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House of Lords: Code of Conduct

Volume 715: debated on Monday 30 November 2009

Motion to Adopt the Code

Moved By

That this House adopts the following Code of Conduct for Members of the House of Lords to replace the present Code of Conduct for Members of the House of Lords with effect from 1 April 2010:

Code of Conduct for Members of the House of Lords

Introduction

1. The House of Lords is the second Chamber of the United Kingdom Parliament. As a constituent part of Parliament, the House of Lords makes laws, holds government to account, and debates issues of public interest.

2. Membership of the House is not an office, and does not constitute employment; most Members’ primary employment is or has been outside Parliament. In discharging their parliamentary duties Members of the House of Lords draw substantially on experience and expertise gained outside Parliament.

3. The purpose of this Code of Conduct is

(a) to provide guidance for Members of the House of Lords on the standards of conduct expected of them in the discharge of their parliamentary duties; the Code does not extend to Members’ performance of duties unrelated to parliamentary proceedings, or to their private lives;

(b) to provide the openness and accountability necessary to reinforce public confidence in the way in which Members of the House of Lords perform their parliamentary duties.

4. This Code applies to all Members of the House of Lords who are not either

(a) on leave of absence;

(b) suspended from the service of the House; or

(c) statutorily disqualified from active membership.

5. Members are to sign an undertaking to abide by the Code as part of the ceremony of taking the oath upon introduction and at the start of each Parliament.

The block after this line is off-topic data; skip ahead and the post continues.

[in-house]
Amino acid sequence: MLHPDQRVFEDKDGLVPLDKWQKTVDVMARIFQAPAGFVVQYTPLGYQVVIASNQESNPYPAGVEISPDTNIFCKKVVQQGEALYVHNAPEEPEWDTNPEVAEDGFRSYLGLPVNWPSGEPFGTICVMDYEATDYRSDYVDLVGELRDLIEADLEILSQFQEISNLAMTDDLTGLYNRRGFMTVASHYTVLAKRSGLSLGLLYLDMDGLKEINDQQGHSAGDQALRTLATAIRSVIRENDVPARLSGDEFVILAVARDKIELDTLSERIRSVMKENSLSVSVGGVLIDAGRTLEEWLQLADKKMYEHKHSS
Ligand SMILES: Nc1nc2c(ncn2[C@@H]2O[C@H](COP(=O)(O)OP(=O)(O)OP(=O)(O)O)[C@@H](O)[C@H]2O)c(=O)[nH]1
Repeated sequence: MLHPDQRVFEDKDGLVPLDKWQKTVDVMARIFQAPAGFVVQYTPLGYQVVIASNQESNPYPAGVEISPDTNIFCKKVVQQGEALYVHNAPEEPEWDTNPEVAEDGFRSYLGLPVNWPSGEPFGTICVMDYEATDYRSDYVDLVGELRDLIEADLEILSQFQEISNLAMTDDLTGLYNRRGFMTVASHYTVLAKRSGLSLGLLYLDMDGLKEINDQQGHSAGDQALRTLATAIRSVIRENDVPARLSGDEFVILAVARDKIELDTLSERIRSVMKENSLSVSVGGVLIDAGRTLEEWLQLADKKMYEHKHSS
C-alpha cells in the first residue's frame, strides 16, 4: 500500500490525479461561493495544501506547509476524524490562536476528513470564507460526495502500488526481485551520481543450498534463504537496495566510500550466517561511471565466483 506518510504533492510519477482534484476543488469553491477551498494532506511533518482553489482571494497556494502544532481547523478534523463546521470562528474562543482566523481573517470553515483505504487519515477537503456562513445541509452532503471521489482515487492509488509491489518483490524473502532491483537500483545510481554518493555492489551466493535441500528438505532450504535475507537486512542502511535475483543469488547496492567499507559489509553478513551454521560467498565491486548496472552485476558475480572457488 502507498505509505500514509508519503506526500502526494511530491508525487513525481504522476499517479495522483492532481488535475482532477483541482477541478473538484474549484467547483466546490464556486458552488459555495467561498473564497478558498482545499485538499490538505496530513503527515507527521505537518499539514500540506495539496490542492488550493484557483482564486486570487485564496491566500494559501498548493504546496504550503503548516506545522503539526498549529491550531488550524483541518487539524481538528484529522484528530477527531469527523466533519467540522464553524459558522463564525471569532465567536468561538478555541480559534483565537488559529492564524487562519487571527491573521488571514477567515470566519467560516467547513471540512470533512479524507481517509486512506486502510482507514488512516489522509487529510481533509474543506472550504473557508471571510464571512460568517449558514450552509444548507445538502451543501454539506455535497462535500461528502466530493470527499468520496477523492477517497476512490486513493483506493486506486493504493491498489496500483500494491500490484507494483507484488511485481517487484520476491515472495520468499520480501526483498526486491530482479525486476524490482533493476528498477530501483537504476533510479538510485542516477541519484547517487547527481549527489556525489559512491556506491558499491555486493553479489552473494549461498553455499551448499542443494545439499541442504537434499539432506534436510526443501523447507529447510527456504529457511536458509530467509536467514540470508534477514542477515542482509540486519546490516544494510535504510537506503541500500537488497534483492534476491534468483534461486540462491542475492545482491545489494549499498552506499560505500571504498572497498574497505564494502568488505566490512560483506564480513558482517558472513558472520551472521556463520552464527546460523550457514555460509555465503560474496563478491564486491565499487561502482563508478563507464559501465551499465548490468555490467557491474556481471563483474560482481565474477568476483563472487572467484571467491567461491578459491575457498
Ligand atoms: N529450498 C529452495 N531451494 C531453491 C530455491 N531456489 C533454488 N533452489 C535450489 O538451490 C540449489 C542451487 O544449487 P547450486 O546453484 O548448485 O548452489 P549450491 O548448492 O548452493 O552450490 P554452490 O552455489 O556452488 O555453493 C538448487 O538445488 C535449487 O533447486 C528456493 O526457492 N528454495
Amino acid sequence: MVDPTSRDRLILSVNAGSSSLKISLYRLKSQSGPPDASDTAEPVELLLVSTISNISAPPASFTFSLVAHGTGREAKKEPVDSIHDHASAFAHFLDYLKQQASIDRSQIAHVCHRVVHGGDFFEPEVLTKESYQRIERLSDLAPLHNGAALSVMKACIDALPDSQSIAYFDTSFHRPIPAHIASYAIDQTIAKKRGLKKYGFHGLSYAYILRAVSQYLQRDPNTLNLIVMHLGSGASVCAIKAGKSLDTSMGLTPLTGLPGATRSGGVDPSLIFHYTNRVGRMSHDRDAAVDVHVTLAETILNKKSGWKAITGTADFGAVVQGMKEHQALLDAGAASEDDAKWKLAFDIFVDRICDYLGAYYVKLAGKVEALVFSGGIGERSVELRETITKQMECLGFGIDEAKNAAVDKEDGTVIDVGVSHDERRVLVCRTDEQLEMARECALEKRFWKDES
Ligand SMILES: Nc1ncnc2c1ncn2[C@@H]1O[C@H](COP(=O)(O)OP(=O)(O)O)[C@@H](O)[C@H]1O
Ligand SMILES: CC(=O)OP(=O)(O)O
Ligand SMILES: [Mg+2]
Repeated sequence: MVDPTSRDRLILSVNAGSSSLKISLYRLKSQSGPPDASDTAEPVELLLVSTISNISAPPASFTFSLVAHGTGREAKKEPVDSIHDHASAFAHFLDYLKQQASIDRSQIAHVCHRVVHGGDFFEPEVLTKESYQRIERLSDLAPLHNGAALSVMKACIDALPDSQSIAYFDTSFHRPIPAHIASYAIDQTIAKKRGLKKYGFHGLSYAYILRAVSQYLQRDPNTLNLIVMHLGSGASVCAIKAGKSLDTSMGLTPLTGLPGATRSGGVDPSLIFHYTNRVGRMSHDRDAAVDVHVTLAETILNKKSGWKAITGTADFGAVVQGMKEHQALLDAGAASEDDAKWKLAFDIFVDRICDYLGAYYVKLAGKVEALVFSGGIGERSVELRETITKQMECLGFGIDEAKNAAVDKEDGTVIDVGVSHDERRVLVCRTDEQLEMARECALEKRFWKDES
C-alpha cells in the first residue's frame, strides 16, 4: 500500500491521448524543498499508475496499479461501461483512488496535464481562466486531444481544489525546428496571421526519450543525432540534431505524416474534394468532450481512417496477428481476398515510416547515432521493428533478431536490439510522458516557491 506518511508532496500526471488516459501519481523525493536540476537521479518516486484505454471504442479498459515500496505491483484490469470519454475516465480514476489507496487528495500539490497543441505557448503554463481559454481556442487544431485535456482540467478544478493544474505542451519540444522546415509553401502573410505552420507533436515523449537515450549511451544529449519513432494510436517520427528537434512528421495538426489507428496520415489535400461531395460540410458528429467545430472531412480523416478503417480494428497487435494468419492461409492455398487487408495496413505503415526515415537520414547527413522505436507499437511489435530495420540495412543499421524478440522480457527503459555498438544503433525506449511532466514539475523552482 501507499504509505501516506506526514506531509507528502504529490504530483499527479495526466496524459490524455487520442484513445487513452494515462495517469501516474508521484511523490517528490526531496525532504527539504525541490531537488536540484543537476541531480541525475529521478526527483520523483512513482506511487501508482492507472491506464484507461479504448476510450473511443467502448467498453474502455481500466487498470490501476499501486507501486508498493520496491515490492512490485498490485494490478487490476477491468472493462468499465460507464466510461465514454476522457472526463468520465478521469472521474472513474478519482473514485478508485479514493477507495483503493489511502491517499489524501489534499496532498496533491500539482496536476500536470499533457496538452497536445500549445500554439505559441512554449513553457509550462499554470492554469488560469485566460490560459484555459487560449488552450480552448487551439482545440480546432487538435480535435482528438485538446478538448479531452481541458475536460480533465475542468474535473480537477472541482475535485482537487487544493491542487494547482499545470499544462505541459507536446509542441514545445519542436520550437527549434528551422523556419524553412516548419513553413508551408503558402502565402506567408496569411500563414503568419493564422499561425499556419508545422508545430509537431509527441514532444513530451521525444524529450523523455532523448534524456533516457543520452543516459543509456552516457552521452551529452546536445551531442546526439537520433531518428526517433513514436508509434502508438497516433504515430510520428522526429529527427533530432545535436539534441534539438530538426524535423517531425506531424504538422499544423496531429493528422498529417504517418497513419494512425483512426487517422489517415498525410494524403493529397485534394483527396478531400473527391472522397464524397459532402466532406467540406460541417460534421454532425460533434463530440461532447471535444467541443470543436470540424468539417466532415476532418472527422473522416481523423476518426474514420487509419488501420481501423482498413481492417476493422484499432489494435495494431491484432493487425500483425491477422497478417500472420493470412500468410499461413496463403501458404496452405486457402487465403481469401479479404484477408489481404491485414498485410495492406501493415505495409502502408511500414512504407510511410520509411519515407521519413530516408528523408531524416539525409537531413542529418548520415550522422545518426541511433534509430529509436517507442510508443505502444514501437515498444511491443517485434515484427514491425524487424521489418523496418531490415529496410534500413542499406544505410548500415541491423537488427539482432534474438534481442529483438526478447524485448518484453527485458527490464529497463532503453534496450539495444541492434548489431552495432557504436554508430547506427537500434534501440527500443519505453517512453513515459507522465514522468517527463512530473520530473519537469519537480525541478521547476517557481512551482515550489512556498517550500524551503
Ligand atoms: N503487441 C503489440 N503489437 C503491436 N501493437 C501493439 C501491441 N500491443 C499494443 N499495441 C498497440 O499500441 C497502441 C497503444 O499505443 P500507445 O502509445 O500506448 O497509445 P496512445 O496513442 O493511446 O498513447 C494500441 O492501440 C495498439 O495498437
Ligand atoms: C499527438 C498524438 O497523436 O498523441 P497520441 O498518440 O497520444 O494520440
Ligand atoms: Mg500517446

General principles

6. By virtue of their oath, or affirmation, of allegiance, Members of the House have a duty to be faithful and bear true allegiance to Her Majesty The Queen, Her heirs and successors, according to law.

7. In the conduct of their parliamentary duties, Members of the House shall base their actions on consideration of the public interest, and shall resolve any conflict between their personal interest and the public interest at once, and in favour of the public interest.

8. Members of the House:

(a) must comply with the Code of Conduct;

(b) should act always on their personal honour;

(c) must never accept or agree to accept any financial inducement as an incentive or reward for exercising parliamentary influence;

(d) must not seek to profit from membership of the House by accepting or agreeing to accept payment or other incentive or reward in return for providing parliamentary advice or services.

9. Members of the House should observe the seven general principles of conduct identified by the Committee on Standards in Public Life. These principles will be taken into consideration when any allegation of breaches of the provisions in other sections of the Code is under investigation:

(a) Selflessness: Holders of public office should take decisions solely in terms of the public interest. They should not do so in order to gain financial or other material benefits for themselves, their family, or their friends.

(b) Integrity: Holders of public office should not place themselves under any financial or other obligation to outside individuals or organisations that might influence them in the performance of their official duties.

(c) Objectivity: In carrying out public business, including making public appointments, awarding contracts, or recommending individuals for rewards and benefits, holders of public office should make choices on merit.

(d) Accountability: Holders of public office are accountable for their decisions and actions to the public and must submit themselves to whatever scrutiny is appropriate to their office.

(e) Openness: Holders of public office should be as open as possible about all the decisions and actions that they take. They should give reasons for their decisions and restrict information only when the wider public interest clearly demands.